Utility tokens offer several key advantages in cases like this:
Taken together, these represent a real innovation in the way business creators and backers are compensated for their efforts. Utility tokens can improve the economics for both sides of a marketplace compared to traditional players. And while they’re a lot more complex from a regulatory perspective, they are truly an innovative form of funding and company building.
In a traditional business, the financial incentives of investors and the users are not well aligned. Investors have a financial incentive to maximize profit per user, which may contradict the user’s incentive to pay as little as possible for the product. It’s a zero-sum game.
Utility tokens portend to change that by creating a situation where all parties win together. They promise greater alignment of incentives between the backers of the platform and the marketplace participants (both supply- and demand-side users).
Platform backers might only receive a profit (or a return on investment) when the price of a utility token increases. As mentioned earlier, the price of a utility token is tied to network usage, and network usage is tied to the underlying value of the platform to its users. As a result, the incentives of users, investors, and the company are aligned around providing a better service for users at the lowest friction possible to increase network usage.
Traditional marketplaces monetize via transaction fees, a.k.a. “rake”. Rake is non-trivial for users of existing, centralized online marketplaces (5% on Etsy, between 2-10% on eBay, and a whopping 30% or more on Uber, Google Play or the App Store). Rake heightens transaction costs for both buyers and sellers (not good for users) and also creates an incentive to disintermediate the marketplace whenever possible (not good for investors and platform developers) – a recent example of this disintermediation was the Fortnite release on Android which took place outside of the Google Play store.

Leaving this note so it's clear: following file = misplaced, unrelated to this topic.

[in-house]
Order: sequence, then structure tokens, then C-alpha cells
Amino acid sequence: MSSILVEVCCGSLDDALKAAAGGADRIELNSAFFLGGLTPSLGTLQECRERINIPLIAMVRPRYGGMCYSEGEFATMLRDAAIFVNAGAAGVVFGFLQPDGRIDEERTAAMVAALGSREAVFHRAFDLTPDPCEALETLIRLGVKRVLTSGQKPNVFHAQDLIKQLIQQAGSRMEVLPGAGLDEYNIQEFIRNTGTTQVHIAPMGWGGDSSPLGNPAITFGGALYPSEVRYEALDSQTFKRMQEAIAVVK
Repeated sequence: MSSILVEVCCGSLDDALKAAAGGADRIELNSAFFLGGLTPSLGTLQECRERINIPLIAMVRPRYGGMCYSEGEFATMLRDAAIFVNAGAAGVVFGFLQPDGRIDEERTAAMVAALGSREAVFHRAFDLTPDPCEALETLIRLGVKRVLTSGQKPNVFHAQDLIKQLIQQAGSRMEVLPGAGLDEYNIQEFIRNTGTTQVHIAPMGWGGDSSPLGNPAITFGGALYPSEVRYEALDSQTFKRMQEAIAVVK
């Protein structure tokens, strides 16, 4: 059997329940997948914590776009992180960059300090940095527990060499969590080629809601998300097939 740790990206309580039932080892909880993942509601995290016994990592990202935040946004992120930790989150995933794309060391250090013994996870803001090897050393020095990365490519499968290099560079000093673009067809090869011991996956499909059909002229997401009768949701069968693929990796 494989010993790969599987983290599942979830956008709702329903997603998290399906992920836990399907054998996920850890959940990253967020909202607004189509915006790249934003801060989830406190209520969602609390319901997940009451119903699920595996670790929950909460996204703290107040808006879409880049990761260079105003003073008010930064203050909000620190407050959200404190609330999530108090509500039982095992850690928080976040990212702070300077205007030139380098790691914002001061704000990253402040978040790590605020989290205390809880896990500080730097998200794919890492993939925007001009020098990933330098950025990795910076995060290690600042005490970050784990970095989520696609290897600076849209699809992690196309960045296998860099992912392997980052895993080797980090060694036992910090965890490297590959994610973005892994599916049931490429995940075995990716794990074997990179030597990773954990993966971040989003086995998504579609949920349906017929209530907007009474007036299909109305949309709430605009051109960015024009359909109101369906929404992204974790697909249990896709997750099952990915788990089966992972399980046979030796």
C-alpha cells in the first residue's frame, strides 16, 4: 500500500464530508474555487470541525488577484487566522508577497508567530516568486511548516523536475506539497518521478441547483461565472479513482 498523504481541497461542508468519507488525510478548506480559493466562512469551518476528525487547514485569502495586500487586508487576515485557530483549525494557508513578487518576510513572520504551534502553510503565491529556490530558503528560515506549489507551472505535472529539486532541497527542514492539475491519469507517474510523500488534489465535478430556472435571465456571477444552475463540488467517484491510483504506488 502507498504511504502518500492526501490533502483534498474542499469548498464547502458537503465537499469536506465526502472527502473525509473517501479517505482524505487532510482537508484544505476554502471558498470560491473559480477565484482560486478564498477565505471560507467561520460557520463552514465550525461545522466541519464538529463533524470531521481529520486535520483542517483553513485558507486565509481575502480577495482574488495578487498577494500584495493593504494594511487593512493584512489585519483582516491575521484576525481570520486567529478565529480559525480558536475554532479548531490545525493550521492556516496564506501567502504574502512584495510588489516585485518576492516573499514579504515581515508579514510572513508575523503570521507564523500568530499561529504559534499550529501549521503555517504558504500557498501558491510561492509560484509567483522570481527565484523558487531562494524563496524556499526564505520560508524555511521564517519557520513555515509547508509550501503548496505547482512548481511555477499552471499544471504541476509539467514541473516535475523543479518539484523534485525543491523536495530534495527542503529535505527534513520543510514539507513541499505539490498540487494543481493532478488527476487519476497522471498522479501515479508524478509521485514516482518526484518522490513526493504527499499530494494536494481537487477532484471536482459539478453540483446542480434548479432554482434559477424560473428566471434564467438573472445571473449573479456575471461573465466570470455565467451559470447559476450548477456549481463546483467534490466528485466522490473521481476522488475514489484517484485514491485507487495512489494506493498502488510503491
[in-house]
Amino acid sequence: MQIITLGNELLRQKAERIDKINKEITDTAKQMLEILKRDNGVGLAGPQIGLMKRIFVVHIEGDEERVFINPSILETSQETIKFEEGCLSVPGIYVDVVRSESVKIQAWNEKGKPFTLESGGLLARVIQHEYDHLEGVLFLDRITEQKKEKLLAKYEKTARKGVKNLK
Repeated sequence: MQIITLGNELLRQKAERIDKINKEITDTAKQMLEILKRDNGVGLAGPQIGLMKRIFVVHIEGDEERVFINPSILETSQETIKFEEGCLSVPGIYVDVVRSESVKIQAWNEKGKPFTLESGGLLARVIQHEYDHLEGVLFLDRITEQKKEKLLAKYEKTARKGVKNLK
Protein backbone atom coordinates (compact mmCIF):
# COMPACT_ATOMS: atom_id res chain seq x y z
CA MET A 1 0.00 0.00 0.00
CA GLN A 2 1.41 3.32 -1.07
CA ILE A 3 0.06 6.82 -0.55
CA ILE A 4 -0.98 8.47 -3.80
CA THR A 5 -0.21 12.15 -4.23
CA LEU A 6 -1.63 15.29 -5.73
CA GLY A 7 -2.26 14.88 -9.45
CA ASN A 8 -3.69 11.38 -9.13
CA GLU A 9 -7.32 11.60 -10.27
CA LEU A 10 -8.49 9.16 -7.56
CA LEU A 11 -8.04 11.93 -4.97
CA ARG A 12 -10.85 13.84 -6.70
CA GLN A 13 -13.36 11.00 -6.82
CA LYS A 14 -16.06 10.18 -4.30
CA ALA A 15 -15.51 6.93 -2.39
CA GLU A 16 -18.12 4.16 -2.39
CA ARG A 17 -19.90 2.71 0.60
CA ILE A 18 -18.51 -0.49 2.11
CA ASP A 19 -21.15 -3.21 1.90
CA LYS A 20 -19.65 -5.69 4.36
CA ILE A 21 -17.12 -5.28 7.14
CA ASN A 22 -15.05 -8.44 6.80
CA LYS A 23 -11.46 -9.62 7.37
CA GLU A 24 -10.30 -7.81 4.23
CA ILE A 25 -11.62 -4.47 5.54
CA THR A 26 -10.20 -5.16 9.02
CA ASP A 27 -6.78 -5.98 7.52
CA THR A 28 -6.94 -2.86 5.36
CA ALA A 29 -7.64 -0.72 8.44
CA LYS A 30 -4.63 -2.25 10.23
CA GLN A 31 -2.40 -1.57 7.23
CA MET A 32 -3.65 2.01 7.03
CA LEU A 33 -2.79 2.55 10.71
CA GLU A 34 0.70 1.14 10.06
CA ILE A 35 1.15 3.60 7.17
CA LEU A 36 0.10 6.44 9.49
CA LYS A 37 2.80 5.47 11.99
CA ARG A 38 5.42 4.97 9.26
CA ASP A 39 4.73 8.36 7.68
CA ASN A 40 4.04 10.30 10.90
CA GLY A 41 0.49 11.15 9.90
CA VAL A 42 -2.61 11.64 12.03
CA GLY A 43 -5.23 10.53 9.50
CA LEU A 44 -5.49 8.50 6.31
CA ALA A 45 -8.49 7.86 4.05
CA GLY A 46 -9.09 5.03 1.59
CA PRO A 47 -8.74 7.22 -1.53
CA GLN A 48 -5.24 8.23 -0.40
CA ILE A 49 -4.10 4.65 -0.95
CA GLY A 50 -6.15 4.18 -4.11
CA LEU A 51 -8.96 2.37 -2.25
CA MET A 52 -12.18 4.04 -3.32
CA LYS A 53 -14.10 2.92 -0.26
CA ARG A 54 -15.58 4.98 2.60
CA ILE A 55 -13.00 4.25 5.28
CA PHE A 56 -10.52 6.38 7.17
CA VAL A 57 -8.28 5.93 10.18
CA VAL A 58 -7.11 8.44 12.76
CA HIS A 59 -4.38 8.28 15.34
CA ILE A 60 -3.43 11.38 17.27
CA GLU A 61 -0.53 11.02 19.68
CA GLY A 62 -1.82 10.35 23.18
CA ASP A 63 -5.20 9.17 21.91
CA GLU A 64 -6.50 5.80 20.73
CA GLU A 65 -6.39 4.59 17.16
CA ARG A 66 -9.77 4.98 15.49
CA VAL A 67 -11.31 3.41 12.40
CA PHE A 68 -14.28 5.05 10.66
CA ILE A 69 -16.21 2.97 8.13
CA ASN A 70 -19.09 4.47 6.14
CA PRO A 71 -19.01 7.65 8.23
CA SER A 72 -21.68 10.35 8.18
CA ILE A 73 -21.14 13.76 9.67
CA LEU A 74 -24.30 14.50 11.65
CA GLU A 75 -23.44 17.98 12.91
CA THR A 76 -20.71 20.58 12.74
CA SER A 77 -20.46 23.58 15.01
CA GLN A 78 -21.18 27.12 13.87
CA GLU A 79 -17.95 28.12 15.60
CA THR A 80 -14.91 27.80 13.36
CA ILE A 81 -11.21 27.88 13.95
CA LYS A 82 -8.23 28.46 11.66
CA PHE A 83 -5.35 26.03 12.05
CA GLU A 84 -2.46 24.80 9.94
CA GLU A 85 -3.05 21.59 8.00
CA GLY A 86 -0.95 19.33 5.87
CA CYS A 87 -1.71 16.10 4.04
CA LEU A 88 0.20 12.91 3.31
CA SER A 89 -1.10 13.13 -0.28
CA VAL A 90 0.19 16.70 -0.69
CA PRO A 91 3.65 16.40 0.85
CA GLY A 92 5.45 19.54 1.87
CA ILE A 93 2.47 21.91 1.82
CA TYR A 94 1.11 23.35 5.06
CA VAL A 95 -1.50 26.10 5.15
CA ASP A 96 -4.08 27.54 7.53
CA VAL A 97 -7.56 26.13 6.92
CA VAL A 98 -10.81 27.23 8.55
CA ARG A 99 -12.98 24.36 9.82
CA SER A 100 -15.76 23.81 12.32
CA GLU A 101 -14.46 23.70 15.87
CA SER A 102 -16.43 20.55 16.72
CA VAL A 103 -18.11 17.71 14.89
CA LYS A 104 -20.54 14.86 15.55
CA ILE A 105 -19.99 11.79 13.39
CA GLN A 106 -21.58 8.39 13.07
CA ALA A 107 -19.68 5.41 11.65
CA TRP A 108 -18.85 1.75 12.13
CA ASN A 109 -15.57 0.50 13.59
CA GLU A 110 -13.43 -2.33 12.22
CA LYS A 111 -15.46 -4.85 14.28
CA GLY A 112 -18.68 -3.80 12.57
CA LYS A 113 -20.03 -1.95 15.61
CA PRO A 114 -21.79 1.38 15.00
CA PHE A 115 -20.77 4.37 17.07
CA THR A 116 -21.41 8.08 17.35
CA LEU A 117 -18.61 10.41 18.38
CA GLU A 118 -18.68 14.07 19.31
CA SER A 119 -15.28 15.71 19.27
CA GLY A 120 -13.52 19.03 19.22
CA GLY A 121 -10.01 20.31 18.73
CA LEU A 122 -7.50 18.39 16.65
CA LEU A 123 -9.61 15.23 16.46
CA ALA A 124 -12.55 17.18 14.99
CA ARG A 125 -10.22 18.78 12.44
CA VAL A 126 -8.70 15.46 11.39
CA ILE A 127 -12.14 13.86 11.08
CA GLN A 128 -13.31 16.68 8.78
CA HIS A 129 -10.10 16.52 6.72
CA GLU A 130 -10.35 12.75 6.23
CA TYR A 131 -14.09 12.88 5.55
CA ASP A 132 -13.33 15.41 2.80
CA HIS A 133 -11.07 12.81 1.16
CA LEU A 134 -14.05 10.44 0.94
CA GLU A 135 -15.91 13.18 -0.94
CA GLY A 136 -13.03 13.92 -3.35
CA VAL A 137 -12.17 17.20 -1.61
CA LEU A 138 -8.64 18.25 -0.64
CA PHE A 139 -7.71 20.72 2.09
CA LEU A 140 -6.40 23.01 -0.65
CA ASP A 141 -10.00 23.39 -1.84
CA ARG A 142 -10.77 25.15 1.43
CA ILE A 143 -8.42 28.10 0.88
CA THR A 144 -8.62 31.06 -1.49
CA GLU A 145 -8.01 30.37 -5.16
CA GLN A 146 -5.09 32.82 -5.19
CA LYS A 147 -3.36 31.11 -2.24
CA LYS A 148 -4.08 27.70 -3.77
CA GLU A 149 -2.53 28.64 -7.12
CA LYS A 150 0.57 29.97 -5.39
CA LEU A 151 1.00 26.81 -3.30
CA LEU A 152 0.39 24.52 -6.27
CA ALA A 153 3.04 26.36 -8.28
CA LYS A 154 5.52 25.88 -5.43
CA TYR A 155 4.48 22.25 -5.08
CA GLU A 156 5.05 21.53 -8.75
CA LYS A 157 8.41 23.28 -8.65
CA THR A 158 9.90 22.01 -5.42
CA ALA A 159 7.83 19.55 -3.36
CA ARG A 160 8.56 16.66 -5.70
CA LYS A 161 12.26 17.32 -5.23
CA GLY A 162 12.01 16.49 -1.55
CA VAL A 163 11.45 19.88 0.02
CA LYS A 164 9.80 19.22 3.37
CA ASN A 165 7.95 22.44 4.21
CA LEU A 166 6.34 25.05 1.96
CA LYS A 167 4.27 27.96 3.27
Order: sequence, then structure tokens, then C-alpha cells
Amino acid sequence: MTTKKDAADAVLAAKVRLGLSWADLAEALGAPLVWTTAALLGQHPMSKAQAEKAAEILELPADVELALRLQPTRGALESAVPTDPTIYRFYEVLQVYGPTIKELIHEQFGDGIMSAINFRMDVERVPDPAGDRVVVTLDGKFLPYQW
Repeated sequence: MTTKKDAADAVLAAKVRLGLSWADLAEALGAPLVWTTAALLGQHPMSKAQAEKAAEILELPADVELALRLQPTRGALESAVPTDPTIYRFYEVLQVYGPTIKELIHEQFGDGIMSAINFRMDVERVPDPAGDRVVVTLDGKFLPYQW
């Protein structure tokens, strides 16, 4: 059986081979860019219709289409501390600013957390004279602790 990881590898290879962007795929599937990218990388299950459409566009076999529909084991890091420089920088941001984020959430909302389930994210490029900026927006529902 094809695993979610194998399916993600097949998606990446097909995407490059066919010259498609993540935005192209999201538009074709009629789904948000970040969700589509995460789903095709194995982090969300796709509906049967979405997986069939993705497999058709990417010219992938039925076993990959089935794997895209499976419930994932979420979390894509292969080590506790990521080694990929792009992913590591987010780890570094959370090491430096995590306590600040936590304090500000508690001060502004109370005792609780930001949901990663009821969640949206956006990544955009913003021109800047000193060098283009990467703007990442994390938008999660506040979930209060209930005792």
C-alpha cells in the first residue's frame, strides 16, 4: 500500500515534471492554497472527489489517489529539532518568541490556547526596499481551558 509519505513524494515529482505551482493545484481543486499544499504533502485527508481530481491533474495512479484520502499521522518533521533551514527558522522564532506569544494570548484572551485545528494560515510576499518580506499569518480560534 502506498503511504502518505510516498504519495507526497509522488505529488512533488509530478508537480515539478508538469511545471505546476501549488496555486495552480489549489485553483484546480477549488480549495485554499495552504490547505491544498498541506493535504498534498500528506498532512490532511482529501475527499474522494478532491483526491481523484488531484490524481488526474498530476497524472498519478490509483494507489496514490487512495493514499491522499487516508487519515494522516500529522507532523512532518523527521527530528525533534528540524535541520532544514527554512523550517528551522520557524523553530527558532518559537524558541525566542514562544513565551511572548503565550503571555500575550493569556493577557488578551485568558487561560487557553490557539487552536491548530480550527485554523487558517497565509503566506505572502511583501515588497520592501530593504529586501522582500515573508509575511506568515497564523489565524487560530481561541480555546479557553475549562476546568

But with tokenized marketplaces, the builders and backers of the platform can also rely on a new form of compensation: token value appreciation. In some cases, token value appreciation could even replace rake altogether (though recent examples show much lower rake rather than zero rake). Take WeMark, a blockchain-based marketplace for licensed photography and an NFX portfolio company. WeMark has close to a 0% commission on stock photos with their tokenized model. This is a huge difference from the 33% or more charged by centralized stock photo marketplaces like Adobe Stock.
Lastly, we should mention that although clearly in some tokenized marketplaces the payment token is also the utility token, there are other cases where the utility tokens are used just for utility (the right to participate in the marketplace or other forms of ensuring desired behavior from participants) and the payment is a general payment token like bitcoin. This is a new model we are seeing emerge.
Maybe the biggest advantage of tokenized marketplaces is that low rake can lead to higher usage, reducing friction and driving more powerful network effects. And since tokens themselves hold value, they also benefit from the network effect of one of the strongest networked products in human history: money. As early participants get tokens (in some cases tokens are simply airdropped to early participants before they make any contribution), these marketplaces have a meta-layer of network effects above their core product, guaranteeing that early participants have a vested interest in promoting the marketplace. Getting the flywheel of network effects going is a tough process, and utility tokens could play a big part in simplifying the challenge.
We’ve written before about how 70% of the value from internet companies over the last 20 years or so came from network effects. But the new generation of blockchain companies take network technology one step further than those internet companies. As such, they have a lot of upside potential.
Token models face some serious challenges at this early stage. Solutions for these problems must be found in order for tokens to make good on their potential.
The first drawback of the token model, and perhaps the most profound obstacle to wider adoption, is regulatory uncertainty and fraud.
At present, tokenized securities don’t typically carry any legal or enforceable rights to company revenue. And their regulatory status is in question: within the US and most Western countries, regulation could starkly limit the ability of non-accredited investors to participate in security token sales.